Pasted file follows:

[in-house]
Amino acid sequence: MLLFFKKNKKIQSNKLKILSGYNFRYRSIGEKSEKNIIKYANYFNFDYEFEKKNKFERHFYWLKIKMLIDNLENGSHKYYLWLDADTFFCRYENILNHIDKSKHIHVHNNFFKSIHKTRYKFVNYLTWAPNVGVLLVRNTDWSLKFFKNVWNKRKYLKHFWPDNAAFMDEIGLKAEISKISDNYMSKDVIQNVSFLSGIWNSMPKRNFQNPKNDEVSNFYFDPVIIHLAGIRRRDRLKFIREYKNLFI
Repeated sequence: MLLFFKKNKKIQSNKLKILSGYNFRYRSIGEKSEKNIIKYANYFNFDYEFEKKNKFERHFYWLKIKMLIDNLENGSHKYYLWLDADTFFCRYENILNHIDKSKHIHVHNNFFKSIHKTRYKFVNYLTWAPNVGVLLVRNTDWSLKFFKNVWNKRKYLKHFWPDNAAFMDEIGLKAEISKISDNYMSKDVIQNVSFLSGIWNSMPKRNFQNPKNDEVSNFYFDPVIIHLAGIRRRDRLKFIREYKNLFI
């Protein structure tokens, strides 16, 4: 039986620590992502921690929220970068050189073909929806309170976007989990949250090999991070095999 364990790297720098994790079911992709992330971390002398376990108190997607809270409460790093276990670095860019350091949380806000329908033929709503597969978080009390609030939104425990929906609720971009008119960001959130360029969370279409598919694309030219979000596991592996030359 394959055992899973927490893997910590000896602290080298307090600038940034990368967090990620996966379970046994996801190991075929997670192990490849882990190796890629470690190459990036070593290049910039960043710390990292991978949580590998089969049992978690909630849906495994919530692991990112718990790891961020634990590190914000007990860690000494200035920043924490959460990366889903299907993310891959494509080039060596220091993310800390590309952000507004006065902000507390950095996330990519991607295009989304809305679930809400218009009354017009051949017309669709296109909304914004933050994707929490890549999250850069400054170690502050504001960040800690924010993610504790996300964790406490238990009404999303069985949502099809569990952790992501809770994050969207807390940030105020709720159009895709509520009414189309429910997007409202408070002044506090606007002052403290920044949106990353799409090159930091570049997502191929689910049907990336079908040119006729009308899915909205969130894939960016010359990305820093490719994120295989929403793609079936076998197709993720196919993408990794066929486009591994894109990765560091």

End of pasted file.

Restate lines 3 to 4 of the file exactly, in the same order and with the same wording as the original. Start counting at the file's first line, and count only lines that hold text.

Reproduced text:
Repeated sequence: MLLFFKKNKKIQSNKLKILSGYNFRYRSIGEKSEKNIIKYANYFNFDYEFEKKNKFERHFYWLKIKMLIDNLENGSHKYYLWLDADTFFCRYENILNHIDKSKHIHVHNNFFKSIHKTRYKFVNYLTWAPNVGVLLVRNTDWSLKFFKNVWNKRKYLKHFWPDNAAFMDEIGLKAEISKISDNYMSKDVIQNVSFLSGIWNSMPKRNFQNPKNDEVSNFYFDPVIIHLAGIRRRDRLKFIREYKNLFI
């Protein structure tokens, strides 16, 4: 039986620590992502921690929220970068050189073909929806309170976007989990949250090999991070095999 364990790297720098994790079911992709992330971390002398376990108190997607809270409460790093276990670095860019350091949380806000329908033929709503597969978080009390609030939104425990929906609720971009008119960001959130360029969370279409598919694309030219979000596991592996030359 394959055992899973927490893997910590000896602290080298307090600038940034990368967090990620996966379970046994996801190991075929997670192990490849882990190796890629470690190459990036070593290049910039960043710390990292991978949580590998089969049992978690909630849906495994919530692991990112718990790891961020634990590190914000007990860690000494200035920043924490959460990366889903299907993310891959494509080039060596220091993310800390590309952000507004006065902000507390950095996330990519991607295009989304809305679930809400218009009354017009051949017309669709296109909304914004933050994707929490890549999250850069400054170690502050504001960040800690924010993610504790996300964790406490238990009404999303069985949502099809569990952790992501809770994050969207807390940030105020709720159009895709509520009414189309429910997007409202408070002044506090606007002052403290920044949106990353799409090159930091570049997502191929689910049907990336079908040119006729009308899915909205969130894939960016010359990305820093490719994120295989929403793609079936076998197709993720196919993408990794066929486009591994894109990765560091």